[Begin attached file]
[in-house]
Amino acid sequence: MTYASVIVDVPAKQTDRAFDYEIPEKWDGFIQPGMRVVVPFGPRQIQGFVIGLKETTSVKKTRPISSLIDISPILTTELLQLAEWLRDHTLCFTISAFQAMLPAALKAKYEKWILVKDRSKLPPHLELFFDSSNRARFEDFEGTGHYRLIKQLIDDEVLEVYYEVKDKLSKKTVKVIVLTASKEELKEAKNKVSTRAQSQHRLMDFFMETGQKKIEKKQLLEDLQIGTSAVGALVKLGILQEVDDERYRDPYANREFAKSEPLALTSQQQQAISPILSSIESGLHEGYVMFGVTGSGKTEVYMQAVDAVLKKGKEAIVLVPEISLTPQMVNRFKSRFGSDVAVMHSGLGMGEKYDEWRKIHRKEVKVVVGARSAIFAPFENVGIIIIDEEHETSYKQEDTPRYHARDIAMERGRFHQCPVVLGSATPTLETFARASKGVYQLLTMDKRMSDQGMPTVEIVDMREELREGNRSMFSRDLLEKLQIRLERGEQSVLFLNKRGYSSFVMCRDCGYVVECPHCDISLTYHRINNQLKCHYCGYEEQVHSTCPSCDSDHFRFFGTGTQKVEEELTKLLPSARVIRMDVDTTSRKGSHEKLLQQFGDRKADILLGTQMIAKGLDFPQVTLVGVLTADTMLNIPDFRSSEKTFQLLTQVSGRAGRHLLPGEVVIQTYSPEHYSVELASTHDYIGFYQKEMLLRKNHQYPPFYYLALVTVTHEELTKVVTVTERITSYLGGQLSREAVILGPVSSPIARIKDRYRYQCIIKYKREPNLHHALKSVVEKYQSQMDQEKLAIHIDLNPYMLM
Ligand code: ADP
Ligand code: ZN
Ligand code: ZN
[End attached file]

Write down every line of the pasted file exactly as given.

[in-house]
Amino acid sequence: MTYASVIVDVPAKQTDRAFDYEIPEKWDGFIQPGMRVVVPFGPRQIQGFVIGLKETTSVKKTRPISSLIDISPILTTELLQLAEWLRDHTLCFTISAFQAMLPAALKAKYEKWILVKDRSKLPPHLELFFDSSNRARFEDFEGTGHYRLIKQLIDDEVLEVYYEVKDKLSKKTVKVIVLTASKEELKEAKNKVSTRAQSQHRLMDFFMETGQKKIEKKQLLEDLQIGTSAVGALVKLGILQEVDDERYRDPYANREFAKSEPLALTSQQQQAISPILSSIESGLHEGYVMFGVTGSGKTEVYMQAVDAVLKKGKEAIVLVPEISLTPQMVNRFKSRFGSDVAVMHSGLGMGEKYDEWRKIHRKEVKVVVGARSAIFAPFENVGIIIIDEEHETSYKQEDTPRYHARDIAMERGRFHQCPVVLGSATPTLETFARASKGVYQLLTMDKRMSDQGMPTVEIVDMREELREGNRSMFSRDLLEKLQIRLERGEQSVLFLNKRGYSSFVMCRDCGYVVECPHCDISLTYHRINNQLKCHYCGYEEQVHSTCPSCDSDHFRFFGTGTQKVEEELTKLLPSARVIRMDVDTTSRKGSHEKLLQQFGDRKADILLGTQMIAKGLDFPQVTLVGVLTADTMLNIPDFRSSEKTFQLLTQVSGRAGRHLLPGEVVIQTYSPEHYSVELASTHDYIGFYQKEMLLRKNHQYPPFYYLALVTVTHEELTKVVTVTERITSYLGGQLSREAVILGPVSSPIARIKDRYRYQCIIKYKREPNLHHALKSVVEKYQSQMDQEKLAIHIDLNPYMLM
Ligand code: ADP
Ligand code: ZN
Ligand code: ZN